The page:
London Olympics swimmer hit with doping ban



London Olympics swimmer hit with doping banMoscow: A swimmer who competed in the London Olympics has been banned for 2.5 years for breaking anti-doping rules, announced the Russian Anti-Doping Agency (RUSADA).

Natalya Lovtsova was part of the Russian 4x100-metre freestyle relay team, which lost in the heats.

"The Russian Swimming Federation has taken the decision to take sanctions against athlete Natalya Lovtsova in the form of a 2.5 year disqualification," RUSADA said in a website statement Saturday.

The exact nature of the offence has not been specified. The statement said that she had committed a "violation of anti-doping rules".

Lovtsova had been under a temporary suspension since Nov 30, shortly after the Russian championships, and RUSADA said that would be the start date of her ban.

This comes days after two other Russian swimmers from the London Olympics, Ksenia Moskvina and Ekaterina Andreeva, were also banned by RUSADA.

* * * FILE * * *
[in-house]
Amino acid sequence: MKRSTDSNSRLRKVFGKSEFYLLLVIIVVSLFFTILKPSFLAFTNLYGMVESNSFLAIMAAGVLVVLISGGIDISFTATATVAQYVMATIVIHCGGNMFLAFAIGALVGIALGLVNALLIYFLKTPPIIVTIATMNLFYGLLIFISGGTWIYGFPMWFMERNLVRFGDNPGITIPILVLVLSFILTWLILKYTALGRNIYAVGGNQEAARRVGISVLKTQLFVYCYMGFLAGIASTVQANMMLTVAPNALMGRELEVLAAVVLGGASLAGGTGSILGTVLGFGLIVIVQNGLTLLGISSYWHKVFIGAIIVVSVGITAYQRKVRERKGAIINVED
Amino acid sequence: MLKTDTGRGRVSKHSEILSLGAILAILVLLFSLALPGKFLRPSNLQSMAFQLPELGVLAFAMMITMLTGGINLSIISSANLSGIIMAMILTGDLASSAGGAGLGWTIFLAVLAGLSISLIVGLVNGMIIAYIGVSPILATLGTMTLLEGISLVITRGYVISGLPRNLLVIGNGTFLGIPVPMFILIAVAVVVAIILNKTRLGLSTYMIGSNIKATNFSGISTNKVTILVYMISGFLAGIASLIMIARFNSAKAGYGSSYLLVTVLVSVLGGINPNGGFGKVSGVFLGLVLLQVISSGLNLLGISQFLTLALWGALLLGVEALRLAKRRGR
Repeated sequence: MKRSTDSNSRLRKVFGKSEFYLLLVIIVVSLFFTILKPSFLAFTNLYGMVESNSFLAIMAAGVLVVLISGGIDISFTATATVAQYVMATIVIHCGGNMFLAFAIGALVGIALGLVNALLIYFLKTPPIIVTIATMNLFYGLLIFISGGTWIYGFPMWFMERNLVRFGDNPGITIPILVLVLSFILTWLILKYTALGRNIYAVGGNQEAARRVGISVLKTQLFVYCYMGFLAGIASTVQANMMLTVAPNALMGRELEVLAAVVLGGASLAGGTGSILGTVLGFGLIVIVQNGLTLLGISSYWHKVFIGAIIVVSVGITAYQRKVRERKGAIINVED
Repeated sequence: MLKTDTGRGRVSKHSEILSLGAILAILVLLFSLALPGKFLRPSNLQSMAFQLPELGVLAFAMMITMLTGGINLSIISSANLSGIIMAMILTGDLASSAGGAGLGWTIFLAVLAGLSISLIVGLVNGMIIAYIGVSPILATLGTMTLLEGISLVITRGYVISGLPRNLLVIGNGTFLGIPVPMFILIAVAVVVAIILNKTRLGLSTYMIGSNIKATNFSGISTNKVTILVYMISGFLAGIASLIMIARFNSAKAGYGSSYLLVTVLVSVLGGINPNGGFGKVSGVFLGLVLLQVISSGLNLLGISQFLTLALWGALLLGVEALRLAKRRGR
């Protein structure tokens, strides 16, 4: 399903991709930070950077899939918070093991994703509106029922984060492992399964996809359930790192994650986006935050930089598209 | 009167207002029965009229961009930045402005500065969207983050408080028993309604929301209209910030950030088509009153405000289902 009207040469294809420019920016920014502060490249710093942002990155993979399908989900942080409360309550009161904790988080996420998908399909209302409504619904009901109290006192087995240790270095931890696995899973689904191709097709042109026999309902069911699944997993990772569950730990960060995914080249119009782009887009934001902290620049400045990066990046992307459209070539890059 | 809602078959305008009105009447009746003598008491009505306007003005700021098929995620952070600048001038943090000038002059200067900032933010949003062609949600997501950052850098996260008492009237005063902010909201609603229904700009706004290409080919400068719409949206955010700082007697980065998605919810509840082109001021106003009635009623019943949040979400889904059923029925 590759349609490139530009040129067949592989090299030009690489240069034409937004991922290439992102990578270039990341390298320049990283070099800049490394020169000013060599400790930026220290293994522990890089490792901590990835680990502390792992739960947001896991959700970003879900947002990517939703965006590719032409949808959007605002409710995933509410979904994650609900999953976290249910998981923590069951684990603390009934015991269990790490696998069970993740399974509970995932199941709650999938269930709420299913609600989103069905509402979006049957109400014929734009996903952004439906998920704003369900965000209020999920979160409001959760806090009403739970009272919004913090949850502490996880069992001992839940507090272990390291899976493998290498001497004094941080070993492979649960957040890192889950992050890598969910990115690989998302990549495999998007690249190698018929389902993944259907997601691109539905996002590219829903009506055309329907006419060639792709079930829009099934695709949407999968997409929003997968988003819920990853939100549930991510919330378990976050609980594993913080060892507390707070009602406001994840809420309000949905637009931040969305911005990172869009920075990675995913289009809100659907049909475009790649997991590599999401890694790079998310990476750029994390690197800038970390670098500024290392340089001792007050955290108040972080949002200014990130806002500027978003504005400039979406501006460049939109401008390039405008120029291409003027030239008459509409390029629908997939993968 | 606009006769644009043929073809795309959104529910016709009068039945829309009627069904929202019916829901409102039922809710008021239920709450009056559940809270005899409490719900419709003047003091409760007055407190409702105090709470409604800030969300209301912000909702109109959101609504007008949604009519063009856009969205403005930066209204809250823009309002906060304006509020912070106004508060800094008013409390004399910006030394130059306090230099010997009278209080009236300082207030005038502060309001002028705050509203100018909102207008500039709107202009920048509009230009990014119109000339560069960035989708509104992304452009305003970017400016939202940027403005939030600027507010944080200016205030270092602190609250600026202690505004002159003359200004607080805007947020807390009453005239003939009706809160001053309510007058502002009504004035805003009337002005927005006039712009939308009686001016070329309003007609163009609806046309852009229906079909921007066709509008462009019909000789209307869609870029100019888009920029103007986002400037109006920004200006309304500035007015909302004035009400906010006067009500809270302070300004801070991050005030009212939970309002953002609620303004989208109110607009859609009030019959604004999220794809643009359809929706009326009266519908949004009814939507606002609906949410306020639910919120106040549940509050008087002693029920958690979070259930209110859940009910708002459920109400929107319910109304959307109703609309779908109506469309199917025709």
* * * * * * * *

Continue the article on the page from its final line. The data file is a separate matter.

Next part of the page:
Moskvina will not be allowed to compete until November 2019. She did not compete at last year`s Olympics while Andreeva competed at the 2012 Olympics in the 200m individual medley.

Three other members of Russia`s London contingent have fallen foul of doping controls.

Discus silver medallist Darya Pishchalnikova remains under temporary suspension following a positive doping test, as does hammer thrower Kirill Ikonnikov. Track cyclist Victoria Baranova was expelled during the London Games for having taken artificial testosterone.

The flurry of doping violations prompted the head of the All Russian Athletics Federation to say last month that a major investigation could be launched.

Federation`s president Valentin Balakhnichev cited as an example a recent wide-ranging probe by the Australian Crime Commission, which found evidence of doping in multiple sports.

Balakhnichev suggested he would like to see cycling-style biological passports brought in for all athletes. He added that around 3,600 doping tests were carried out in Russia every year, a sharp rise from previous years.

IANS